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Elizabeth O'Donnell's Highland Trail

Name: Elizabeth O'Donnell
Age: 36
Challenge for 2017: Highland Trail – 550 miles self-supported round the Highlands of Scotland
What made you decide to take on this challenge? How did you prepare for it?
There’s something about point-to-point routes, connecting up the country and travelling through the mountains via the old drove roads of Scotland that really appeals.
The Girona training camp made me think about everything – not just the cycling, but all the other important things you need to get to the finish line. I made a lot of lists – I thought about my kit, navigation, the things that could go wrong and what I would do to prevent them, what I could do to pick my mood up if ever I feel down.
I did some recce rides to get familiar with the route and test out my kit. It turned out that the most important thing I learnt from those was that, any time there’s a tough bit and you feel like your fingers are going to fall off because you’re so cold, there will always be a sunshine (or sunset) around the corner. Scotland is pretty amazing that way.
Elizabeth O'Donnell
Can you tell us about a moment when you realized you might be capable of more than you thought you were?
Looking down the Glen into Cannisp, on the second day of the Highland Trail, I realised that this was really the last point where I could easily bail. I’d missed the chippy in Fort Augustus the night before (by 10 sad minutes!) and I was hungry and tired. But I decided then I was going to finish the HT500 and I had it in me to do that. Never make a decision on an empty stomach!!
Did anything not go to plan on your adventure? How did you deal with setbacks?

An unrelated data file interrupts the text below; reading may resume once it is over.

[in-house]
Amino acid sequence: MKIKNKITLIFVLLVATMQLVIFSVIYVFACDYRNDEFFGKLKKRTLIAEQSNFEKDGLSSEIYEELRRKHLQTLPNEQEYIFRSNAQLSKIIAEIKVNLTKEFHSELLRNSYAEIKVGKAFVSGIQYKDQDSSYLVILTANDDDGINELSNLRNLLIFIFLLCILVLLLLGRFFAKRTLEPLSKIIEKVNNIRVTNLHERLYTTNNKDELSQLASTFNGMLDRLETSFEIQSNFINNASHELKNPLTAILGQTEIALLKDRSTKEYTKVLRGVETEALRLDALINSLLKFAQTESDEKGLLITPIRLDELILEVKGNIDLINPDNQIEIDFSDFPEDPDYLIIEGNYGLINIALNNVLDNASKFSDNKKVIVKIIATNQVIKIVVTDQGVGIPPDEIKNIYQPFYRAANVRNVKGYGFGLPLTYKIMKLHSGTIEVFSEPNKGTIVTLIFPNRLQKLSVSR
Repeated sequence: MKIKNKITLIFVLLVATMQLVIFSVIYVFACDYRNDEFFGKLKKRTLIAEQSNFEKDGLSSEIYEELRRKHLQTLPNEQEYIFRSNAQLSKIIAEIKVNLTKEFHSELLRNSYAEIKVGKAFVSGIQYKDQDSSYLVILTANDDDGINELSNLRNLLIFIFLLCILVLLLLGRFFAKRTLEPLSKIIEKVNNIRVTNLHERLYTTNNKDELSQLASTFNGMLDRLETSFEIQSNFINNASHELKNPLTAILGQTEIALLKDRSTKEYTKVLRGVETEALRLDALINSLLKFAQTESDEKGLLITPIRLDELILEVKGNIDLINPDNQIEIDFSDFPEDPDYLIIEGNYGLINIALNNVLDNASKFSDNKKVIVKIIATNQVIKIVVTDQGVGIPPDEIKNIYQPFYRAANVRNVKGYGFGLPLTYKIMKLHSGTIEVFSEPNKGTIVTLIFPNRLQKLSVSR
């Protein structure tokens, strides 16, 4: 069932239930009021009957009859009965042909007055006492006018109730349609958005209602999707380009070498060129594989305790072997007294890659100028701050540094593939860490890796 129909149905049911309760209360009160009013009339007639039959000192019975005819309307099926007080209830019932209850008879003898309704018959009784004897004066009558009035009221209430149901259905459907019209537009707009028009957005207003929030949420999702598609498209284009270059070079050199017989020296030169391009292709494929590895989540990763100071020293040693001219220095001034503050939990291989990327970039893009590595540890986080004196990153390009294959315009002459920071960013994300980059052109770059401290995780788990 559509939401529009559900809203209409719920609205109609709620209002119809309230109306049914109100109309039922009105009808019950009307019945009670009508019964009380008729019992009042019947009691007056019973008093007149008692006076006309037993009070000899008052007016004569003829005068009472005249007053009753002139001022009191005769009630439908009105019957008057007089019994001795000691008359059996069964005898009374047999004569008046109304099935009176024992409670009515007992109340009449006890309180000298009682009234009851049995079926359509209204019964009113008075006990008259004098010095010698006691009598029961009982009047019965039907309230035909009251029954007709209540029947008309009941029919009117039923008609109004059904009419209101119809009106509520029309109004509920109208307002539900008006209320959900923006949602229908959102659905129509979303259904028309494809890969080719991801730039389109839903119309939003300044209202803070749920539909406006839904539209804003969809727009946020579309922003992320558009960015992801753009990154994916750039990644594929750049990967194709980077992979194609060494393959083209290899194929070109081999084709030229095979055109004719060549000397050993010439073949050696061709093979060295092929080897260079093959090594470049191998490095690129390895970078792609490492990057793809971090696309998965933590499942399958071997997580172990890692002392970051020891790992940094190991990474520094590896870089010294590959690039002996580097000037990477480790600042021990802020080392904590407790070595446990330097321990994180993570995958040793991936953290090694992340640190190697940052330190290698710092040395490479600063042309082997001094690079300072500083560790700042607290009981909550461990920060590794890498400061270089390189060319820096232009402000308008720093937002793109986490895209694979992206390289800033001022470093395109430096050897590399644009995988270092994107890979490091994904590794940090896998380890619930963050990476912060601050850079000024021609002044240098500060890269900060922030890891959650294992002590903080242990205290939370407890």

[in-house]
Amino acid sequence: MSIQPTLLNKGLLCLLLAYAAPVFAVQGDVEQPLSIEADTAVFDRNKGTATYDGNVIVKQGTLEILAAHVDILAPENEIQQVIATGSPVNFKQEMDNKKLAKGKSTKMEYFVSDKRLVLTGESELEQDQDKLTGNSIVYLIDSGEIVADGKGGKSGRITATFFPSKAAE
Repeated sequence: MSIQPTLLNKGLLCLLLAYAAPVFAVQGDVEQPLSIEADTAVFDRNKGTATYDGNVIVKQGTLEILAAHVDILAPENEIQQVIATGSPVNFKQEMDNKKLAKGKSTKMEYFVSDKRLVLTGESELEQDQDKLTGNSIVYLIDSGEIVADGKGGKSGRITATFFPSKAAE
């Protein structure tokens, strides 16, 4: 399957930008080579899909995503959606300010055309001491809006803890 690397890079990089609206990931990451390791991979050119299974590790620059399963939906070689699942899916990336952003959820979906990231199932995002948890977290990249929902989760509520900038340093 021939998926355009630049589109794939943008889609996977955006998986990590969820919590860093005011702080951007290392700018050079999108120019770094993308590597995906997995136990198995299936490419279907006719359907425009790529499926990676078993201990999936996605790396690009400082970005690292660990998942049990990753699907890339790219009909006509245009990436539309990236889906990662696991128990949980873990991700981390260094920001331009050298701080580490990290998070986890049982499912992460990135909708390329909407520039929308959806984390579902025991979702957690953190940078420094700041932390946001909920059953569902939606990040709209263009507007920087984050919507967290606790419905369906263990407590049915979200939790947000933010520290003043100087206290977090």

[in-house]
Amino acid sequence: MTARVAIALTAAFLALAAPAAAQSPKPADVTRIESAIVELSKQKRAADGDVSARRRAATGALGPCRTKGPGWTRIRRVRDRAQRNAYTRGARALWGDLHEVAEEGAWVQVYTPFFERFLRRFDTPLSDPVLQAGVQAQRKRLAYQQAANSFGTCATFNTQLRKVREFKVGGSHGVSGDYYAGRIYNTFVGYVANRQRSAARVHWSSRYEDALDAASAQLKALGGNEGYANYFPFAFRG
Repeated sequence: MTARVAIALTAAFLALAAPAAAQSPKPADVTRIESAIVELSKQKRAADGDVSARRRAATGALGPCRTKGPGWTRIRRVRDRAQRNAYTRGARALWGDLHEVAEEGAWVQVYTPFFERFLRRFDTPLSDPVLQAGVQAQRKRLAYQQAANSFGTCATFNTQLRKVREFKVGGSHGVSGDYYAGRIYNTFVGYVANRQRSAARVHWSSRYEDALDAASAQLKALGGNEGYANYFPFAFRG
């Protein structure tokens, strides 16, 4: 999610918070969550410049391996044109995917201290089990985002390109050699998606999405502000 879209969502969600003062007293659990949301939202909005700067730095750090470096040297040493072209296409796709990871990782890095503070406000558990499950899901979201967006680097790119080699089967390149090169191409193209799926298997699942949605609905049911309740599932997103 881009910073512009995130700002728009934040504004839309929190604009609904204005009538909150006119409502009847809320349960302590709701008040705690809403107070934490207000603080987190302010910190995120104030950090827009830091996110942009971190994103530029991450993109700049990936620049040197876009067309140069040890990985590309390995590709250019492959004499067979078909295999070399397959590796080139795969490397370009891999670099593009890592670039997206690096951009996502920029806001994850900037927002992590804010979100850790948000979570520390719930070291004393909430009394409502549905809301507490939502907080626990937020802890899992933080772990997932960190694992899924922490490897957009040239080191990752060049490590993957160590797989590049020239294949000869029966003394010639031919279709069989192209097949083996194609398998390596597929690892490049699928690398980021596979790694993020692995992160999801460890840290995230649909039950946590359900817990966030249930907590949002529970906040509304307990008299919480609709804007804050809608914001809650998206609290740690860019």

After the highly disappointing ‘no-dinner-gate’ in Fort Augustus the whole trip became about food for me. I’m lucky that I’m not fussy and ate everything from peanuts and sandwiches grabbed in pubs and squashed into my fuel pod, to a stellar scallop pasta dish in Lochinver – the ‘carbiest’ thing on the menu in the only place that was open!
I think everyone has low moments and some of the sports psychology tips that John shared at the camp came in useful to stop myself from falling into a downward spiral. It kept me going to the next cake stop or chance encounter with a fellow HT550 scruffster to boost my spirits.
Were you worried or frightened about anything before you set off? What happened to your fears once you were on the road?
I wasn’t sure how I’d feel about camping alone in the wilds. It turned out that the only people I ever heard near me in the night were fellow racers. And now I am a big fan of camping solo in wild places.
Elizabeth O'Donnell
Did you have any heartwarming encounters en route?
So many. In both the recce rides and the event itself. One particular lovely café owner in Tomich stands out as she basically gave me an hour of therapy whilst making me endless sandwiches and coffee. It had been a while since I’d talked to anyone by that point.
How did it feel to finish? Was it as you expected? What happens next?
I can’t remember much about the last day. I must have floated home to the finish line with a massive grin on my face and found a motley crew of other HT550 racers there to greet me. I also bumped into a work colleague – not what you necessarily want when you haven’t washed in a week – but she promised never to tell anyone!
I have been on some smaller bikepacking adventures since then, including a 5pm-9am weeknight trip to The Whangie outside Glasgow. And I’m currently trying to remove all mud from my gear (soooo difficult!) so that they’ll let me into New Zealand for a wee adventure there.
View of sky and lake

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